The Dark Tower is a film directed and co-written by Nikolaj Arcel, and based off the Stephen King series that bares the same name. The movie stars Matthew McConaughey as The Man in Black, and Idris Elba as The Gunslinger. This movie seemed to be in development hell for a long time, and when McConaughey and Elba were slated to star in the two most important roles people started to get very excited. Now I will be the first to admit I have not read the Dark Tower novels, so I’m going to be approaching this review from that point of view.

The Dark Tower falls victim to many issues, but I’ll start with the exposition. Exposition is the lazy man’s writing, and Dark Tower is full of it. The film tries to cram what should probably be an HBO or Netflix mini-series amount of information into a runtime of one and a half hours. The acting in the movie is good enough, but is not McConaughey or Elba’s best work. The writing feels like it’s not really headed in a coherent direction, and the editing is choppy at best. Though, at the very least, there was a cute cameo of “Pennywise” in the movie, alluding to IT coming out in September.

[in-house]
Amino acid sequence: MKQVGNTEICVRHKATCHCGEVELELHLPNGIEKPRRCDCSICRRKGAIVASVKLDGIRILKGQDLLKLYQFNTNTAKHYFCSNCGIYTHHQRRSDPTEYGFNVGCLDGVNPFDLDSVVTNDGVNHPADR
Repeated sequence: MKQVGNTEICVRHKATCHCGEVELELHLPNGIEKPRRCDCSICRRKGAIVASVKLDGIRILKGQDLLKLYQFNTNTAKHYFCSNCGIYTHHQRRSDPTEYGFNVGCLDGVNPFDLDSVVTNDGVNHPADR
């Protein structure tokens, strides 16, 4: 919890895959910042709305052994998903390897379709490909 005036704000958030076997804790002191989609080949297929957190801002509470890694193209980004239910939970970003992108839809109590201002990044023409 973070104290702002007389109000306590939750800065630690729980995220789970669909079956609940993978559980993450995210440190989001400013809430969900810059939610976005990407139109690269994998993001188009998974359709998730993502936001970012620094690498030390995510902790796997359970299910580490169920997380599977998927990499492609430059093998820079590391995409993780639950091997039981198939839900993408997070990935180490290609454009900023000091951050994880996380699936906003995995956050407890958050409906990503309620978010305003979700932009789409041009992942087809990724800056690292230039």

Play Your Way Network Rating: ★1/2

The film tries to cram what should probably be an HBO or Netflix mini-series amount of information into a runtime of one and a half hours.

The biggest flaw in this movie has to be the fact that the true main character, Jake Chambers (Tom Taylor) is the epitome of a Mary Sue. When the movie finds itself stuck, Jake miraculously finds previously untapped abilities in order to get himself and the Gunslinger out of a situation. The movie exposits that Jake is a special kid, but never delves into why and how. It just tells he’s special, then he becomes special and starts doing things that we never expected. This ends up putting the film in a situation toward the end. Jake and The Gunslinger are once again in dire straights, which never really feels earned. As expected, Jake becomes even more of a Mary Sue and saves the universe. The Dark Tower may not be worthy of it’s 16% rating (at the time of this review) on RottenTomatoes, but it’s nothing you need to see at the theatre. Wait for it to come to your favorite streaming platform, or skip out on it entirely. You’re not missing anything.

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